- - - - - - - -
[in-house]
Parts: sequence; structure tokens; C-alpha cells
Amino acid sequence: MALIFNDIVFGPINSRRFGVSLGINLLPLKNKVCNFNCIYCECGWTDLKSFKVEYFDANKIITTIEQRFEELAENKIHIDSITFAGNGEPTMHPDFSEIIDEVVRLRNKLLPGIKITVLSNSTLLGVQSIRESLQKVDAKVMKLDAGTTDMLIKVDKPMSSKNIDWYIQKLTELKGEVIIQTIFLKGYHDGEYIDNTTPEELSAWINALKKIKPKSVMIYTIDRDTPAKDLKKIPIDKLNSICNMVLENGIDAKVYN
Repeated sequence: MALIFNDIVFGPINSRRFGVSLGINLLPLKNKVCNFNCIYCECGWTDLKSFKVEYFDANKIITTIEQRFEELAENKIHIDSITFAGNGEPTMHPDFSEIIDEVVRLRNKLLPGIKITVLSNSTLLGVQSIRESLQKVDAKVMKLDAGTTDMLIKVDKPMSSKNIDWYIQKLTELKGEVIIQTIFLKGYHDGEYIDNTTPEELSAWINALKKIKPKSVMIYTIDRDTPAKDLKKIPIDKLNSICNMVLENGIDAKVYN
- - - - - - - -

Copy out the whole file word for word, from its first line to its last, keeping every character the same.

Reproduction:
[in-house]
Parts: sequence; structure tokens; C-alpha cells
Amino acid sequence: MALIFNDIVFGPINSRRFGVSLGINLLPLKNKVCNFNCIYCECGWTDLKSFKVEYFDANKIITTIEQRFEELAENKIHIDSITFAGNGEPTMHPDFSEIIDEVVRLRNKLLPGIKITVLSNSTLLGVQSIRESLQKVDAKVMKLDAGTTDMLIKVDKPMSSKNIDWYIQKLTELKGEVIIQTIFLKGYHDGEYIDNTTPEELSAWINALKKIKPKSVMIYTIDRDTPAKDLKKIPIDKLNSICNMVLENGIDAKVYN
Repeated sequence: MALIFNDIVFGPINSRRFGVSLGINLLPLKNKVCNFNCIYCECGWTDLKSFKVEYFDANKIITTIEQRFEELAENKIHIDSITFAGNGEPTMHPDFSEIIDEVVRLRNKLLPGIKITVLSNSTLLGVQSIRESLQKVDAKVMKLDAGTTDMLIKVDKPMSSKNIDWYIQKLTELKGEVIIQTIFLKGYHDGEYIDNTTPEELSAWINALKKIKPKSVMIYTIDRDTPAKDLKKIPIDKLNSICNMVLENGIDAKVYN